KNVO-TV rapidly became the market’s highest rated station.

Four years later, he sold to Entravision Communications, where he remained as an equity partner and executive vice president for the next 16 years.

Safir has been a leader and pioneer in creating equal opportunities for Spanish language viewers and helped pave the way for Spanish speaking as well as bilingual Hispanics to receive quality USA broadcast entertainment and news and job opportunities.

An example of his commitment is seen in the acquisition of Univision properties in Laredo, Corpus Christi, El Paso, Midland-Odessa and Lubbock.

Working for Entravision, he is credited with acquiring and simultaneously managing Univision 48, UniMas (formerly Telefutura), Fox Rio 2, CW-21 and four radio stations KLVY-FM, KFRQ-FM, KKPS-FM and KNVO-FM.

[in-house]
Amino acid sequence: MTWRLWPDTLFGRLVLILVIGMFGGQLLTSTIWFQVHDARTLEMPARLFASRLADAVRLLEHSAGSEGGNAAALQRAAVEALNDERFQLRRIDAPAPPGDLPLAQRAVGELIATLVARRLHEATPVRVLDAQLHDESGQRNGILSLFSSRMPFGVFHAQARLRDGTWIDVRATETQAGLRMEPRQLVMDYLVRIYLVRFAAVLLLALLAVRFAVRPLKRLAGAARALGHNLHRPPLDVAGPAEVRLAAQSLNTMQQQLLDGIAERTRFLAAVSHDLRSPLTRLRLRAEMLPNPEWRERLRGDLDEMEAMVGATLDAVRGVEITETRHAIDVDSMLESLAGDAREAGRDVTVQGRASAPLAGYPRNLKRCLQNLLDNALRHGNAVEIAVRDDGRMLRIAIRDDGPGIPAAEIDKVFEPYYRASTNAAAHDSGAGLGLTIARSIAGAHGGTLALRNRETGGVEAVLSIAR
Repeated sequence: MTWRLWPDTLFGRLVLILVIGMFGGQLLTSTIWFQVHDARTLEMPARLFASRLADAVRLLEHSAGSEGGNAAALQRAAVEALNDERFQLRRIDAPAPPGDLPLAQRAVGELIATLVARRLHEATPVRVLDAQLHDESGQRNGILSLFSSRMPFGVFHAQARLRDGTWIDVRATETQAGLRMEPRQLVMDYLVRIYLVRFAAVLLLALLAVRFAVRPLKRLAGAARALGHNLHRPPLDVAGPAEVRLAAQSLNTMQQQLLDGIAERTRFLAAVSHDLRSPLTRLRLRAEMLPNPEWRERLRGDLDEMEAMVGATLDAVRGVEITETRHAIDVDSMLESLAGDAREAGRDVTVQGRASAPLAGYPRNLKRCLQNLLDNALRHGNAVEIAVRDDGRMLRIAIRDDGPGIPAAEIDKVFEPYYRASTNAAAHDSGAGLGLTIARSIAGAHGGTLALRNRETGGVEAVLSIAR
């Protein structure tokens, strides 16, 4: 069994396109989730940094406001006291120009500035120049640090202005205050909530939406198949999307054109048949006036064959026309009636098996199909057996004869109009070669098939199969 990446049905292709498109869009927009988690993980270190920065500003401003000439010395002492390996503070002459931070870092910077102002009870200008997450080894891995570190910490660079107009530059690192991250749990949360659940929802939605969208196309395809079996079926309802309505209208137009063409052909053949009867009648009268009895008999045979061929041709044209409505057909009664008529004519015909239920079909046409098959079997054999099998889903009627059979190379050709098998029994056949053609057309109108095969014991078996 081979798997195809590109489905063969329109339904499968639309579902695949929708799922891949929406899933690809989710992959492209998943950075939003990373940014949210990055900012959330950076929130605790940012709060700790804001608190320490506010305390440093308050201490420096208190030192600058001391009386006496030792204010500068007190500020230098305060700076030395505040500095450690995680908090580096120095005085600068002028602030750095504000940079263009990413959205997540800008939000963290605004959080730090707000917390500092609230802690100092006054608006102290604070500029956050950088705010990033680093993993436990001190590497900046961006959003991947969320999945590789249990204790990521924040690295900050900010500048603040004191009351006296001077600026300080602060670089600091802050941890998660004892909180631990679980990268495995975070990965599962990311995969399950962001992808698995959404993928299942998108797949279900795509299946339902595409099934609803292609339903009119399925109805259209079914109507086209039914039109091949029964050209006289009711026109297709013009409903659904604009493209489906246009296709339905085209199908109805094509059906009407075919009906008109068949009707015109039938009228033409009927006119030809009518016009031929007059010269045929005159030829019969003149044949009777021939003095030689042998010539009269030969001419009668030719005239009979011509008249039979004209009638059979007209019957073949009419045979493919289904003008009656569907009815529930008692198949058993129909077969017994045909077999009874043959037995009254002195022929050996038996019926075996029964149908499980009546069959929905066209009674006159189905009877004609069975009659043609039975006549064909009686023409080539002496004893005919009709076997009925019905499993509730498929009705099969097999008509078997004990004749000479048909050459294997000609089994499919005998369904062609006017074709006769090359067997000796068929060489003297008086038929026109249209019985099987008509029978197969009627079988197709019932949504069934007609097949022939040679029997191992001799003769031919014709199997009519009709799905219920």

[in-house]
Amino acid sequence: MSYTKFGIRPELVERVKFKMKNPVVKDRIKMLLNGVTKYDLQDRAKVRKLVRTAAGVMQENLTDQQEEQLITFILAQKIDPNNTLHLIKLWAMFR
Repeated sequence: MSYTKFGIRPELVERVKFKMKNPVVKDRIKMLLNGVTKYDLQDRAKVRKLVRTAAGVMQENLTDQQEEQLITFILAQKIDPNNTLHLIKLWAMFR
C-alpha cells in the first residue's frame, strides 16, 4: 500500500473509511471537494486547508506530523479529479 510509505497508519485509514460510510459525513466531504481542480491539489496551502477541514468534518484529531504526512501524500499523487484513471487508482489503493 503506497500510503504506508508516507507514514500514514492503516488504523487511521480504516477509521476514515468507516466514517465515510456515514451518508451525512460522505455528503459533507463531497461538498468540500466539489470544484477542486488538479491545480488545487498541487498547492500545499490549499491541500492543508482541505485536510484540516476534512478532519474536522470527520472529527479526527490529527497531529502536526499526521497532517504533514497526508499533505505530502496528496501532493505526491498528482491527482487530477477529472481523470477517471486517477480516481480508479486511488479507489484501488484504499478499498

Safir developed and implemented the South Texas DMA’s first Spanish language TV newscast.

He also is credited with developing and executing the broadcast of both a Fox newscast at 9 pm in English and using the same staff for Spanish news on Univision at 10 pm.

This has been critical in raising Hispanic awareness of pride, equality and confidence among young Latinos.

Managing seven properties in one building takes initiative and creativity.

He used talent and resources to drive ratings and revenue, in two different languages! Before the days of consolidation, he introduced effective strategies that produced 15 weekly newscasts with English and Spanish news talent working both sets.

To this date, there are not many other stations that are consistently successful with their multi-platform and bilingual news operation.

Safir’s accomplishments in this marketplace alone are significant because, even today, McAllen remains the number one revenue market and among the highest in ratings for the company.